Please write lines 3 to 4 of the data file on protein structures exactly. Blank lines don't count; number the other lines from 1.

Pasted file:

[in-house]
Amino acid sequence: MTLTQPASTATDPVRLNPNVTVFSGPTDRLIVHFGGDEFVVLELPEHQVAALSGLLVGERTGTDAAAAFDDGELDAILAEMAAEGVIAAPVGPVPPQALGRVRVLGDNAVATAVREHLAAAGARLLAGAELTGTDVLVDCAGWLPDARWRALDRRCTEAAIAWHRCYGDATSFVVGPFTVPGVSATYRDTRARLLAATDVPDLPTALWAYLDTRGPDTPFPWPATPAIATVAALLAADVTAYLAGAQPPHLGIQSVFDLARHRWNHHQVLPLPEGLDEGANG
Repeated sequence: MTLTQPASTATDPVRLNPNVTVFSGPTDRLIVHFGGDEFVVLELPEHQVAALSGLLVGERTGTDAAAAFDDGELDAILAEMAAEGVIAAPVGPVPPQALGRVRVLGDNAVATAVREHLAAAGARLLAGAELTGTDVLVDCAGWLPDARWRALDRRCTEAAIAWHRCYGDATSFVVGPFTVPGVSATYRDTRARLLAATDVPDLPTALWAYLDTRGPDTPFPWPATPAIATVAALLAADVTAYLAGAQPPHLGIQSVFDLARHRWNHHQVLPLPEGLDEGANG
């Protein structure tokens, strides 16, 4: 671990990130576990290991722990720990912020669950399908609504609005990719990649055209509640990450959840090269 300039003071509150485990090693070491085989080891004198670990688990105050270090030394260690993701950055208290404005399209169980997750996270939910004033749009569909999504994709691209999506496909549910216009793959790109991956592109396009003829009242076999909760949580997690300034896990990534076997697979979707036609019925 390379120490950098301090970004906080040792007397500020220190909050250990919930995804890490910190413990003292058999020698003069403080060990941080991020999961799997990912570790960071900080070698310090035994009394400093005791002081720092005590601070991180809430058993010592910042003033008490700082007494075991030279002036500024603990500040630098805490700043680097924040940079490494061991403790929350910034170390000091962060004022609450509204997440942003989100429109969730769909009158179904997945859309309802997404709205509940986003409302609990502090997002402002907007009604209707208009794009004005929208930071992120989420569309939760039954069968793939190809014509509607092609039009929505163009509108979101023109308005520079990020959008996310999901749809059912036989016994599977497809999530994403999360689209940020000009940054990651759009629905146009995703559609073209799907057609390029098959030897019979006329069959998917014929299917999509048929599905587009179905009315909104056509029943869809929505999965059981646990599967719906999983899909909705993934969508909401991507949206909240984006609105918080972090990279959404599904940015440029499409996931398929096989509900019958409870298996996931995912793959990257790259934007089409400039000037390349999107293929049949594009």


Repeated sequence: MTLTQPASTATDPVRLNPNVTVFSGPTDRLIVHFGGDEFVVLELPEHQVAALSGLLVGERTGTDAAAAFDDGELDAILAEMAAEGVIAAPVGPVPPQALGRVRVLGDNAVATAVREHLAAAGARLLAGAELTGTDVLVDCAGWLPDARWRALDRRCTEAAIAWHRCYGDATSFVVGPFTVPGVSATYRDTRARLLAATDVPDLPTALWAYLDTRGPDTPFPWPATPAIATVAALLAADVTAYLAGAQPPHLGIQSVFDLARHRWNHHQVLPLPEGLDEGANG
């Protein structure tokens, strides 16, 4: 671990990130576990290991722990720990912020669950399908609504609005990719990649055209509640990450959840090269 300039003071509150485990090693070491085989080891004198670990688990105050270090030394260690993701950055208290404005399209169980997750996270939910004033749009569909999504994709691209999506496909549910216009793959790109991956592109396009003829009242076999909760949580997690300034896990990534076997697979979707036609019925 390379120490950098301090970004906080040792007397500020220190909050250990919930995804890490910190413990003292058999020698003069403080060990941080991020999961799997990912570790960071900080070698310090035994009394400093005791002081720092005590601070991180809430058993010592910042003033008490700082007494075991030279002036500024603990500040630098805490700043680097924040940079490494061991403790929350910034170390000091962060004022609450509204997440942003989100429109969730769909009158179904997945859309309802997404709205509940986003409302609990502090997002402002907007009604209707208009794009004005929208930071992120989420569309939760039954069968793939190809014509509607092609039009929505163009509108979101023109308005520079990020959008996310999901749809059912036989016994599977497809999530994403999360689209940020000009940054990651759009629905146009995703559609073209799907057609390029098959030897019979006329069959998917014929299917999509048929599905587009179905009315909104056509029943869809929505999965059981646990599967719906999983899909909705993934969508909401991507949206909240984006609105918080972090990279959404599904940015440029499409996931398929096989509900019958409870298996996931995912793959990257790259934007089409400039000037390349999107293929049949594009």